Second, Mark says they were "reasoning in their hearts" while Jesus perceived "they reasoned thus within themselves." Moreover, in the parallel passage in Matthew, Matthew narrates the scribes reaction by writing, "And at once some of the scribes said within themselves, 'This Man blasphemes!'" (Matt 9:3). So "in their hearts" and "within themselves" are used interchangeably in Scripture. So again, "the heart" is simply a way of saying "the inner self."
Now I am not saying the emotions, will, or even intuition is not included in the word kardia. In some verses one or the other of these is primarily in view. What I am saying is, the word includes all aspects of our inner selves but with the intellect more often than not being primarily in view.
The problem is, the word "heart" in English when used figuratively refers to the emotions. So in one sense using "heart" to translate kardia is not that accurate. It for this reason that, as I said, some translations actually use "mind" to translate kardia in some verses.
It is also for this reason that for my own translation I did consider translating kardia as "inner self." But since the name of my version is the Analytical-LITERAL Translation then using the literal translation of "heart" would be most appropriate. However, part of the "Analytical" aspect of my version is to give alternative or figurative meanings after words or phrases within brackets. So last night I decided to bracket the figurative meaning of "inner self" after the literal translation of "heart" in my translation.
The main point of the above is threefold; and I know both of these are difficult. First off, Bible readers must stop thinking "emotions" every time they see the word "heart" in Scripture. This is the figurative meaning of the English word but not of the Greek word.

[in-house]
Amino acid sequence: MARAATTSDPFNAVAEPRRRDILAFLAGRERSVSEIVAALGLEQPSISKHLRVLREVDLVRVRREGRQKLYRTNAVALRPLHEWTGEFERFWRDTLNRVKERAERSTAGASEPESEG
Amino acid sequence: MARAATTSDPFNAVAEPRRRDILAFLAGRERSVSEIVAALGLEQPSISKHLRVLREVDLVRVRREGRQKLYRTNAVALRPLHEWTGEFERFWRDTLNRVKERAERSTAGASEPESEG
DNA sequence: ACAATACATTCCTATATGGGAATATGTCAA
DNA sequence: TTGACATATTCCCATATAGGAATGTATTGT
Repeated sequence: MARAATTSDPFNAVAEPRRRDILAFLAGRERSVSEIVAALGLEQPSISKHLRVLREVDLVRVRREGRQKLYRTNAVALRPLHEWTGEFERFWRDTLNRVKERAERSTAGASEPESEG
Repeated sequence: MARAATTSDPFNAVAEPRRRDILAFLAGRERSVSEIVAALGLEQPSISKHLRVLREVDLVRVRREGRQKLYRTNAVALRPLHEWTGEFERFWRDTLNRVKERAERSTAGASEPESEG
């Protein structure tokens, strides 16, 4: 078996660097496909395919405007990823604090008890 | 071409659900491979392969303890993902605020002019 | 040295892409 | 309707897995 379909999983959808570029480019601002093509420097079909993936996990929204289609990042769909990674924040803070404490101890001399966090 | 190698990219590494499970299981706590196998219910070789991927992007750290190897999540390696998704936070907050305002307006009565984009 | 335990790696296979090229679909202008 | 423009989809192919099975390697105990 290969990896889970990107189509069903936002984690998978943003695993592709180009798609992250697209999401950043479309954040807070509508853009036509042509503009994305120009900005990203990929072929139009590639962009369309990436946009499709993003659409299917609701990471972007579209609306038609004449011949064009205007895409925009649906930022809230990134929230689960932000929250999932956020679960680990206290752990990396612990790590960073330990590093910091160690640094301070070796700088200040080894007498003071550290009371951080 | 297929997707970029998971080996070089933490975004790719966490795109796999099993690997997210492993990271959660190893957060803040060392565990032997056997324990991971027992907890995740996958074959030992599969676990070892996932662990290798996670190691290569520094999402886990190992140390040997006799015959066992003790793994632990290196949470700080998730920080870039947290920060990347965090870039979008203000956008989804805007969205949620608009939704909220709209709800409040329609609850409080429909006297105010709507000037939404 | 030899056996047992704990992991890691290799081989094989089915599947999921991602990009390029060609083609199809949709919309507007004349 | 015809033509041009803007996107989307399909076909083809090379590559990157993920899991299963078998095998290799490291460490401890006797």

Second, since the word kardia means the entire inner self, with an emphasis on the intellect, there is simply no way, Biblically, there can be a distinction between the "mind" and the "heart." The word "mind" (Gr., nous) does refer to the intellect as in English; but since the word "heart" includes the intellect it simply cannot be separate from the mind.
Now some will talk about a "head/ heart" distinction rather than a "mind/ heart" one. But the word "head" is never used figuratively in Scripture to refer to the "intellect" or any other aspect of our inner selves. A simple word study will again confirm this.
Third, the ideas of mystics like Guyon depend on there being a "head/ heart" or "mind/ heart" distinction. But since such ideas are not Biblical then that brings into question their ideas in general.
> >You are assuming a trichotomous viewpoint of human nature in your remarks. However, I strongly disagree with trichotomy. <<
> I understand what you are getting at, and this is not an easy area to get into. Psychiatry has done some interesting research in phenomena experienced by patients including events described as "Ego Death", an apparent experience of death of part of the individual.
Before I was a Christian I was involved in experiments with LSD where I experienced something I would call a "double self", where I was observing me FROM me, almost like there was a false self and true self. Many others have also reported similar experience.
Also I experienced "intuition" or "Knowing without Knowing" as a true potent force while on LSD. Others have said the same thing. Of course I can understand that subjective experiences like this can hardly form evidence of what is the true nature of man ...nonetheless many people have had the same experiences which I find interesting.<